- Year 2019
- NSF Noyce Award # 1557211
- First Name Carol
- Last Name Johnston
- Discipline Biology, Chemistry, Math
Carol Johnston, Mount Saint Mary University, firstname.lastname@example.org
Upon arriving at MSMU, I was asked to teach a methods course with an emphasis on literacy skills. My first thoughts drifted back to my experiences as a high school math and science teacher. My colleagues responded to the request to teach reading and writing in our STEM courses with a quick quip: ‘Are English teachers being asked to teach math.’ However, I came to realize that the best person to teach how to read a science or math text was someone who had learned to navigate that very task through multiple experiences. Over the more than ten years of teaching this methods course, I have found that STEM teacher candidates need less and less convincing of the need to teach literacy skills. The candidates desire to learn more strategies for teaching literacy led to teaming up with a reading specialist to co-teach the course and model how two professionals can work together to benefit the students.
In the five years for which we have co-taught this course, we have collected student feedback for the purpose of continually improving the curriculum. We have been particularly interested in whether we are meeting the objectives of the course: Candidates will be able to 1) Define literacy in their content area. 2) Identify the factors affecting a student’s ability to read and comprehend text. 3) Identify strategies to improve the literacy skills (specific to the subject area) of their students. 4) Identify the ways in which two professionals can interact in the classroom to best meet the needs of all students.
As our goal has been program improvement, we have used a reflective cycle following Action Research methods. This involves a spiral of cycles consisting of four major phrases: ‘planning, acting, observing and reflecting’ (Zuber-Skerrit, 1991: p 2). As part of teaching the course, we model different strategies for co-teaching: One teach, one drift; One teach, one assist; Speak and Add; Alternative teaching; Station teaching; Parallel teaching; and Duet teaching. The strategies chosen by the students for their co-teaching lessons taught in their coach’s classroom, thus, becomes another source of discussion between my co-teacher and myself.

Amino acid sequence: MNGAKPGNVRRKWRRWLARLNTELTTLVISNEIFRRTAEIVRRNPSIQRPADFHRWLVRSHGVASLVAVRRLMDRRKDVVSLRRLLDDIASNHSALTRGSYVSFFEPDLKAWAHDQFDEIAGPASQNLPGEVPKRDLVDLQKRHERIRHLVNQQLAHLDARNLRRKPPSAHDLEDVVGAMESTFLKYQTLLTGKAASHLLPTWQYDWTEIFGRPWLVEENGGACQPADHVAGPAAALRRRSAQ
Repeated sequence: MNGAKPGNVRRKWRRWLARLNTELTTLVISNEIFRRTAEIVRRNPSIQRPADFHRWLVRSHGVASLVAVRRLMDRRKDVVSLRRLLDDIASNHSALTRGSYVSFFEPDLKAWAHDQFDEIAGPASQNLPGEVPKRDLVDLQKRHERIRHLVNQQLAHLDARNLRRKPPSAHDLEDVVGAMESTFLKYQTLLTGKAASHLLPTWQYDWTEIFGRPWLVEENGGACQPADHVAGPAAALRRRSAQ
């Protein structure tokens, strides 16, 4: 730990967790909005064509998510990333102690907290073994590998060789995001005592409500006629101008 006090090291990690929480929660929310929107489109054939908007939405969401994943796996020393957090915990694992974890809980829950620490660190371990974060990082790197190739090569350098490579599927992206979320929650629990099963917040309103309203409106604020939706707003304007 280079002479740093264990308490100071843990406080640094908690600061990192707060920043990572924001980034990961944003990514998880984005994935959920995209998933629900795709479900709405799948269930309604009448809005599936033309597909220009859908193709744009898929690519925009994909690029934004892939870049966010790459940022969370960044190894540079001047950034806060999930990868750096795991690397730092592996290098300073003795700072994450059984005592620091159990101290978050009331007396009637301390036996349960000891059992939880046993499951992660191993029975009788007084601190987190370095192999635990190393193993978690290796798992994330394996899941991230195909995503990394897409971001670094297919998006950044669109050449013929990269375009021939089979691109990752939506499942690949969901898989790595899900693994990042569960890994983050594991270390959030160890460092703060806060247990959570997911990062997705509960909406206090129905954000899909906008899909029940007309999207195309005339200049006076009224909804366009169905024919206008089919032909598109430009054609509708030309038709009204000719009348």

A goal for our course is that candidates will be able to produce a lesson plan that includes co-teaching strategies to teach a STEM standard, along with speaking, reading, and/or writing skill development. As this aligns with the NGSS standards that relate to inquiry, using evidence, synthesizing complex information, making arguments (orally or in writing), and integrating and evaluating between prose, graphs, charts, and formulae. We wish to share successful strategies we have found that enable candidates to create these kinds of lessons.
We have found co-teaching strategies to be a useful way of teaching candidates how to incorporate literacy skills in their future STEM courses. Not all candidates will work in schools in which they will have a co-teacher. For those who do have other professionals in the classroom, they will be able to effectively move beyond just the use of one teach, one assist, leading to a more balanced and respectful classroom environment. We are also hopeful that our candidates will be less intimidated by students with special needs. Having a teacher with knowledge of a range of strategies and resources will enable all students to be successful in their STEM courses.